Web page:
Purpose: To evaluate the technical feasibility of microwave ablation (MWA) for melanoma liver metastases with persistent high signal on magnetic resonance imaging (MRI).
Materials and Methods: Seven patients with 22 target melanoma liver metastases who underwent MWA treatment were included. All procedure-related complications were observed and recorded. One month after MWA, the imaging features of treated liver metastases and ablation zones with different MRI sequences were reviewed to evaluate technique efficacy. To verify the correctness of the evaluation, MRI scans during patient follow-up were reviewed and compared with images before MWA to analyze changes in treated liver metastases and ablation zones.
Results: All ablations were performed successfully, and there were no procedure-related major complications. After ablation, according to MRI T1-weighted pre-contrast or contrast sequences, the persistence of high signals from the treated lesions was noted inside the ablation zones of 19 lesions. Among these 19 lesions, 17 were completely covered by the ablation zones and were considered successfully treated, whereas two lesions were not completely covered and were considered unsuccessfully treated. Three lesions could not be detected on any MRI sequence after ablation and were also considered successfully treated. Finally, MRI scans during patient follow-up care verified these evaluations.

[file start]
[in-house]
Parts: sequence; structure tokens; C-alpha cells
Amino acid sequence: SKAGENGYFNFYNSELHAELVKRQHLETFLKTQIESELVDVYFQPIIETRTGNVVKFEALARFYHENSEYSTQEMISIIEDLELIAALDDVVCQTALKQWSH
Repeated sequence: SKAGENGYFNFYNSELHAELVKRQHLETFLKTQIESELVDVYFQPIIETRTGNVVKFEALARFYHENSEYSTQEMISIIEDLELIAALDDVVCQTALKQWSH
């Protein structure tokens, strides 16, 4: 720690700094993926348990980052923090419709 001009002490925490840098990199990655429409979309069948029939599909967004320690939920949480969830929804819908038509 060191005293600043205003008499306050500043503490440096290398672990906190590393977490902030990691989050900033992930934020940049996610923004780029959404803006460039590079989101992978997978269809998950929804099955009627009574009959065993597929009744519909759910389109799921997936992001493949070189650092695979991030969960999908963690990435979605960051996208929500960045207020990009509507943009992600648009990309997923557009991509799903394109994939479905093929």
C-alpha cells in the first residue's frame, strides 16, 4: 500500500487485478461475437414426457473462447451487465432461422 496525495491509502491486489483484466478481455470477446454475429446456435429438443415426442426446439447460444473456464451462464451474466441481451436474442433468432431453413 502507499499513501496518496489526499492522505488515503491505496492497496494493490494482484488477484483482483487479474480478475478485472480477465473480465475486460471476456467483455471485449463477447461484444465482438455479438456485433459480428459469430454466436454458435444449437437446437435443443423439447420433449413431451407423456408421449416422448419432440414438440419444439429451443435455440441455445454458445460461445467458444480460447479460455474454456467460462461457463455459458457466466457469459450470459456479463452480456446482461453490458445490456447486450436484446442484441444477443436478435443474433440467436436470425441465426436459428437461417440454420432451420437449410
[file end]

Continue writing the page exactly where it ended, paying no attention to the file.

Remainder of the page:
Conclusion: MWA is a technically feasible option for melanoma liver metastases with special imaging features on MRI.